This project studies the problems of law implementation in China. The problem of law implementation in China is many faceted and in part related to the political structure since political considerations often take precedence over procedural justice and an impartial application of laws and regulations. Another acknowledged and related problem is the widespread and endemic corruption within the judiciary, and the widespread lack of knowledge of laws and legal procedures within the administration of justice and among other actors. Other reasons for poor law implementation are related to the problem of weak institutions and departmental and local protectionism.
The researchers in the project aim to identify and analyze how different state and non-state actors affect the process and outcome of law implementation in various policy areas. Some of the members in the project focus on selected institutions, such as the judiciary and the people's congresses, while others focus on certain policy areas. Five different policy areas have been chosen for study: fair trial, labour rights, social security, cultural heritage, and information and communication technologies or ICTs. Through studying a number of key institutional actors in various policy areas, the project will be able to make comparisons across policy areas and between different institutions.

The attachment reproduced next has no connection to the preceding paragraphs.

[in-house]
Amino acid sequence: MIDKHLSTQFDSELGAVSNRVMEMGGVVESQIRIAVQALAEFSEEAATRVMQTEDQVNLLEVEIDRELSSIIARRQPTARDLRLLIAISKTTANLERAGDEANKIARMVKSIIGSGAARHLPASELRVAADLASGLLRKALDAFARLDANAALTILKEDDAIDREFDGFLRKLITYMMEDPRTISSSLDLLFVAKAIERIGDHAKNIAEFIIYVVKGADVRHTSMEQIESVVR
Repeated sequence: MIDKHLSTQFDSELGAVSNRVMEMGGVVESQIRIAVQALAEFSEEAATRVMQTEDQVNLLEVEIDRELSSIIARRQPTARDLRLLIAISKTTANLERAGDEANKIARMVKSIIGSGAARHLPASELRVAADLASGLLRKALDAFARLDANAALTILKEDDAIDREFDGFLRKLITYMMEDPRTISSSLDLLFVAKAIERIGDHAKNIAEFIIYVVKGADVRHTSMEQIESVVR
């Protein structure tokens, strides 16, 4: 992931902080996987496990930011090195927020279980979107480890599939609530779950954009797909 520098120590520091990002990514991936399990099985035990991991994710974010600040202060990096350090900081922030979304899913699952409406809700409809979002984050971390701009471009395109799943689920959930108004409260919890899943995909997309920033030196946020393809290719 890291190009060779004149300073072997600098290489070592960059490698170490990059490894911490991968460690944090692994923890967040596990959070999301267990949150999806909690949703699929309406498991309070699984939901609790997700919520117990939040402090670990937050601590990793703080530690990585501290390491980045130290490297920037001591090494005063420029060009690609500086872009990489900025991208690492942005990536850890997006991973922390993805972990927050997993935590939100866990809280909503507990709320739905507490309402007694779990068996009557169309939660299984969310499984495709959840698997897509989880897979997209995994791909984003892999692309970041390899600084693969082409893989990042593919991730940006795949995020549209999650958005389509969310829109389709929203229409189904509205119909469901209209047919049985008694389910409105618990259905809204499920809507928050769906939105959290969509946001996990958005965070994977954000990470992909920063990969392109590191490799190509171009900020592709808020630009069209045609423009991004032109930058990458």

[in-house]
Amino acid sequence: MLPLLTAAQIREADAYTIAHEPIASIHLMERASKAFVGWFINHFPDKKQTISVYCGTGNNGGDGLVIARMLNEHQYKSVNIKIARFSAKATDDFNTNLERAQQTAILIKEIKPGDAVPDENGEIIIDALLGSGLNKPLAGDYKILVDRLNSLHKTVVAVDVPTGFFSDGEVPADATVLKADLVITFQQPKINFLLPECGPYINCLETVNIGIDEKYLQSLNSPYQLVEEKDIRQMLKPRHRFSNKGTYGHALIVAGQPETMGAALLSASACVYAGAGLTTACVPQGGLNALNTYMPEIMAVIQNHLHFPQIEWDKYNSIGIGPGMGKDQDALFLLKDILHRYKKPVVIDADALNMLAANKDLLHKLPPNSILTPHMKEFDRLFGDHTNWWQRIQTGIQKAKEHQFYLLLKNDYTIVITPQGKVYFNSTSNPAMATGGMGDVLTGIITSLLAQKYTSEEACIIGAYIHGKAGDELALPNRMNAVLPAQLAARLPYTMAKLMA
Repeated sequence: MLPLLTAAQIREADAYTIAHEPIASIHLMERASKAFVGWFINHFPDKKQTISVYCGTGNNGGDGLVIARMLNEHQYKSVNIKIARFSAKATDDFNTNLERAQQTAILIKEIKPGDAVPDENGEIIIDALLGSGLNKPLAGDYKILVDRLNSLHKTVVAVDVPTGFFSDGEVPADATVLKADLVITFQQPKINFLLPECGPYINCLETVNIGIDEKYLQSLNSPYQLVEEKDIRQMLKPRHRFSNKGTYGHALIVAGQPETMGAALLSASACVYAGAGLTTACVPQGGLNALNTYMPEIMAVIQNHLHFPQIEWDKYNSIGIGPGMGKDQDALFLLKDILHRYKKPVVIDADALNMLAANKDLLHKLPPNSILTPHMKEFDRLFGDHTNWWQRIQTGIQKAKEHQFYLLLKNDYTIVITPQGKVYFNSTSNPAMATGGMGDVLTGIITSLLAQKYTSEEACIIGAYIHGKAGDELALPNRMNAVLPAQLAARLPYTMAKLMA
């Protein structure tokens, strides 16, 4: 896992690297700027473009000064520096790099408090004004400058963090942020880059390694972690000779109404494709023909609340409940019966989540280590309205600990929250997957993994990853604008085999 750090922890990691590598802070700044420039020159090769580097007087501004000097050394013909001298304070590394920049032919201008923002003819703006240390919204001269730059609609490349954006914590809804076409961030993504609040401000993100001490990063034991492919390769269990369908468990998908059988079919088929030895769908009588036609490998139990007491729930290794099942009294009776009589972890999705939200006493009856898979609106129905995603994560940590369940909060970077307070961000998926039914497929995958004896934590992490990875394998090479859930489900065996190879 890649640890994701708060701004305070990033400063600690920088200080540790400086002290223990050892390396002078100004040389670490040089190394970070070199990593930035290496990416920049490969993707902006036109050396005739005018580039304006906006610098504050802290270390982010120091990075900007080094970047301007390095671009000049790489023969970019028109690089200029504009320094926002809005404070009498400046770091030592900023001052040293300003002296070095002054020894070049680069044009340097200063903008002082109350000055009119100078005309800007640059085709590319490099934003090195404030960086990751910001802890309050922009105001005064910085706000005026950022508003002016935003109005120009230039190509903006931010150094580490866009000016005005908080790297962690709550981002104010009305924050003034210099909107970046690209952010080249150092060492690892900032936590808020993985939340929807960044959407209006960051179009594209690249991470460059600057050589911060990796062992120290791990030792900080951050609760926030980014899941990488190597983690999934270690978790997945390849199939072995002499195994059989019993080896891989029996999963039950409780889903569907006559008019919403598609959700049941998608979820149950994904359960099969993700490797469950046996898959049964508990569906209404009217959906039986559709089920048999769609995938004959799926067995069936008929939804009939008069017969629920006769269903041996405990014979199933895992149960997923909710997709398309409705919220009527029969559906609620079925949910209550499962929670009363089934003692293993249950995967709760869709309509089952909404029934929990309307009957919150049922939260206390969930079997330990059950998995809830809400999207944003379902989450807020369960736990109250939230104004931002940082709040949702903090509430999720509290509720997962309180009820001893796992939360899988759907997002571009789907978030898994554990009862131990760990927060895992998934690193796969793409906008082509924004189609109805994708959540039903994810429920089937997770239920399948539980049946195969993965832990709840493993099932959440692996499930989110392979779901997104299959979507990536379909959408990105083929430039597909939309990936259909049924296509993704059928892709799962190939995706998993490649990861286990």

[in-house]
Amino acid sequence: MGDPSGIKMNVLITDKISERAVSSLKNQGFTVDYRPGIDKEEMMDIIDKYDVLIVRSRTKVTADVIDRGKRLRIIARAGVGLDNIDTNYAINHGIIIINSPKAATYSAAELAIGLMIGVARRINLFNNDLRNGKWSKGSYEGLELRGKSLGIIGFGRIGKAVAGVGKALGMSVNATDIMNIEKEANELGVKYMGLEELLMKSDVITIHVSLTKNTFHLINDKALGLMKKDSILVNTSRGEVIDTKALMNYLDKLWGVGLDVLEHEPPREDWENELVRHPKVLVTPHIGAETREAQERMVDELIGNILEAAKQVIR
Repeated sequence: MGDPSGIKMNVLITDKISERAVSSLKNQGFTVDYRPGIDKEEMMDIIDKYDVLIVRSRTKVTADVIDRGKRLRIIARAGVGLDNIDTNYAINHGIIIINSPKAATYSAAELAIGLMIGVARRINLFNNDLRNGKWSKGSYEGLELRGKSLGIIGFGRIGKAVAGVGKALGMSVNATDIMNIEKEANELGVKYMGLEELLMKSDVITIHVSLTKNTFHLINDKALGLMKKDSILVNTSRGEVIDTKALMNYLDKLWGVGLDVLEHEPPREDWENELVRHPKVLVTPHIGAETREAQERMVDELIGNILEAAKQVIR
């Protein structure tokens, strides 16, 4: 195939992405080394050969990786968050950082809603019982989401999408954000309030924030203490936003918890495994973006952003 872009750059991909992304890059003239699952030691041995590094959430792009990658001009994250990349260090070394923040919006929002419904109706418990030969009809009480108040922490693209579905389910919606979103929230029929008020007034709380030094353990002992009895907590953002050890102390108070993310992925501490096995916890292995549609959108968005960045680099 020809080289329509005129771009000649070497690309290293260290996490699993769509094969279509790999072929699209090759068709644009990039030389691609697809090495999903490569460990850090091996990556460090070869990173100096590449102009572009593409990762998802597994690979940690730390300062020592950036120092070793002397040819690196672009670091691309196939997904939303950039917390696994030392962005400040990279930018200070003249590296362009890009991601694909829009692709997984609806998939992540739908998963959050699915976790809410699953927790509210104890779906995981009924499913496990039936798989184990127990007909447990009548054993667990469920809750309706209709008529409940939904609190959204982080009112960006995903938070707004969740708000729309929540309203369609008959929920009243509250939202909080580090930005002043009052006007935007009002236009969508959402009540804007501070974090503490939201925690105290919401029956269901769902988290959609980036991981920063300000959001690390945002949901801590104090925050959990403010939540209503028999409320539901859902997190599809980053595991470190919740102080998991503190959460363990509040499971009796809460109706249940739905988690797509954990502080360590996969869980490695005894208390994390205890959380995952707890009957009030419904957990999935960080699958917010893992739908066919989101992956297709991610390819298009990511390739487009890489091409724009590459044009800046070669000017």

The project has received funding from the Swedish Research Council and
SIDA and runs 2004-2006. It is based at the Centre of East and
South-East Asian Studies , Lund University, and also includes scholars
from Gothenburg University and Uppsala University. Contact person at the
Centre is Marina Svensson.